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Martin Kretschmer on researchers’ incentives to engage in open science at Bibliothèque Solvay in Brussels

Posted on    by CREATe Team

Martin Kretschmer on researchers’ incentives to engage in open science at Bibliothèque Solvay in Brussels

By 23 November 2016No Comments
Solvay Library

Bibliothèque Solvay in Brussels, venue for the launch of the European Guild of Research Intensive Universities (image: Edificio, Belgium)

CREATe director Martin Kretschmer spoke at the Opening Symposium of the newly formed Guild of Research Intensive Universities: Overcoming Boundaries: Open Science and Open Innovation.  In discussion with academics from the universities of Göttingen, Oslo, Tartu, Tübingen, Warwick and the European Commission’s Head of Cabinet in DG Research and Innovation, he argued that the natural incentives of researchers are stacked against Open Science, identifying two groups of factors:

(1) The control over the standard metrics that govern academic appointments and careers (rankings, impact factors, citations). These are mostly drawn from closed environments, managed by science publishers through several layers of protection: ownership of journals and databases, contracts, access restrictions (TPM).

(2) The norms and conventions that govern different disciplines. These diverge for the humanities (where aspirations of authorial control still dominate), for the social sciences (where exclusive control of data is seen as giving a competitive advantage), and the physical and biological sciences (where marking a scientific advance as early as possible in public may offer a reputational route).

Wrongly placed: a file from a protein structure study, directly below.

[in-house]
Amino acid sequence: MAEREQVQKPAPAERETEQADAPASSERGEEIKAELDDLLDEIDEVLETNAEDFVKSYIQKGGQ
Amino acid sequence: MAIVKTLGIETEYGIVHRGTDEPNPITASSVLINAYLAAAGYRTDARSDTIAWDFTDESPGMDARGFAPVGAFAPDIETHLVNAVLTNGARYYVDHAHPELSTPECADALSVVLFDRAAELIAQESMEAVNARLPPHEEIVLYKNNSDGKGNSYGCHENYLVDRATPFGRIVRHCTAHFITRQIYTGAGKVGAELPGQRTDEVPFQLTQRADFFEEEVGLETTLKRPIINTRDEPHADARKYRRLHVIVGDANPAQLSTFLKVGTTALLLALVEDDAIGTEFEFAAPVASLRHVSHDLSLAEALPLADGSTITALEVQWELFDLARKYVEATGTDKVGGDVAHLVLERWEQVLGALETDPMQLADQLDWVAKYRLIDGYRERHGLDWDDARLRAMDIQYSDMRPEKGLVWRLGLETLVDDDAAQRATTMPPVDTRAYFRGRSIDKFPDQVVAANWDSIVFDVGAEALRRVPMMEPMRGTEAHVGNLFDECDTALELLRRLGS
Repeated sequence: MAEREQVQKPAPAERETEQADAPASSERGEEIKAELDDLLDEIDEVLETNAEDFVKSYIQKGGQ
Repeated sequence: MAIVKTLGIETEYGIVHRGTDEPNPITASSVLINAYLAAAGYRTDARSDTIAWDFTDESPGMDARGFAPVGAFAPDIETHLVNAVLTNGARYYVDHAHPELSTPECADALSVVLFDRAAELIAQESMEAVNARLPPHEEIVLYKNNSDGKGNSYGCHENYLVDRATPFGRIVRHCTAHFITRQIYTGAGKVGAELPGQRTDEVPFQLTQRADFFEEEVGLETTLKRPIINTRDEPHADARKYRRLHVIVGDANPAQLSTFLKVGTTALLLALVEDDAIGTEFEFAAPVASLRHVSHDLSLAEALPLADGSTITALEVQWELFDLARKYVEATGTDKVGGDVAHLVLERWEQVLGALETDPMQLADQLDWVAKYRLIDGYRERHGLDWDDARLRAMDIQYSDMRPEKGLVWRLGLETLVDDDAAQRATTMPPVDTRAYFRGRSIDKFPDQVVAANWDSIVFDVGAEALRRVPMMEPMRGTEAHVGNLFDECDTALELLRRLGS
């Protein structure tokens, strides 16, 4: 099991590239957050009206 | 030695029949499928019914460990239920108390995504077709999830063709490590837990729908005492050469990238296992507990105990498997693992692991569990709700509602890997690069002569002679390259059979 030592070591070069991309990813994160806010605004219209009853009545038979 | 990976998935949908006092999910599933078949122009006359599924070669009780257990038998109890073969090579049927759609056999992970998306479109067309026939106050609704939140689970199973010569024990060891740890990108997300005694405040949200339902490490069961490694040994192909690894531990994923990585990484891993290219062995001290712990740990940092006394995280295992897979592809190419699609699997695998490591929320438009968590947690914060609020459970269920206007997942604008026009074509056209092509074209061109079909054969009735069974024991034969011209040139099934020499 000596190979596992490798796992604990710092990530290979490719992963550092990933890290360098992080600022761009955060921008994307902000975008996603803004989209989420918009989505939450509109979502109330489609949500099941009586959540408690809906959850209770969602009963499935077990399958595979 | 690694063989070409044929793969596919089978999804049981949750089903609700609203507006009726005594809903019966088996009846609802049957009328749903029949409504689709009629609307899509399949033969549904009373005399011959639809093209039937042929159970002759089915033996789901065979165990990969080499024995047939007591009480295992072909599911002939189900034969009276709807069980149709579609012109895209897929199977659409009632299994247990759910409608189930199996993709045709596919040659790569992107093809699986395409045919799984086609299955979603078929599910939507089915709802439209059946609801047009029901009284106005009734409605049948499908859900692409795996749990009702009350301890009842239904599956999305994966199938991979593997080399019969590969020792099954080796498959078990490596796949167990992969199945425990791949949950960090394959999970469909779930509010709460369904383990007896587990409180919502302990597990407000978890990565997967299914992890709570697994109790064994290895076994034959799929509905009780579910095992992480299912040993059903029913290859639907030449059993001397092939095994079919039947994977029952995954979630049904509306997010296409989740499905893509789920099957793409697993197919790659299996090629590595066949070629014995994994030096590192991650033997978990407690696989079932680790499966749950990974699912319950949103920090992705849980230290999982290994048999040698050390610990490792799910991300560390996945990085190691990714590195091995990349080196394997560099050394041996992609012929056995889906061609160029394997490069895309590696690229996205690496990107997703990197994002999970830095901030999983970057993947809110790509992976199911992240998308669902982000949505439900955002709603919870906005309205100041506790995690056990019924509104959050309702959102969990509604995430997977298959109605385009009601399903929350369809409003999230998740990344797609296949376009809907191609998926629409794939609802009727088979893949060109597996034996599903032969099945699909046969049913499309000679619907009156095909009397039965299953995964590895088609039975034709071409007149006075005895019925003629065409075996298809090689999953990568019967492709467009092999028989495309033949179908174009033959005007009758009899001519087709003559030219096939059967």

Guild launch

European Guild of Research Intensive Universities Panel Discussion on Open Science & Open Innovation (image: @guildeu)

Recent interventions at EU level, prescribing cloud deposits of data and open access dissemination of outputs as a condition of research funding awards are important levers but need to be understood in the context of a complex scientific incentive system. The experience with digital data repositories over the last two decades shows that the terms of grants are difficult to monitor and enforce.

Drawing on the experience of CREATe’s Copyright Evidence Wiki (using the Wikimedia platform) and CREATe’s working paper series using CERN’s Zenodo repository, rather than venture capital backed initiatives such as SSRN (now owned by Elsevier) or ResearchGate, Kretschmer explored the possibility of developing new indicators and metrics for Open Science that could replace journal impact factors, and encourage researchers to open up research process and findings.

University of Glasgow Principal, Professor Anton Muscatelli, is the vice-chair of the European Guild of Research Intensive Universities. Please see University of Glasgow news item for further information.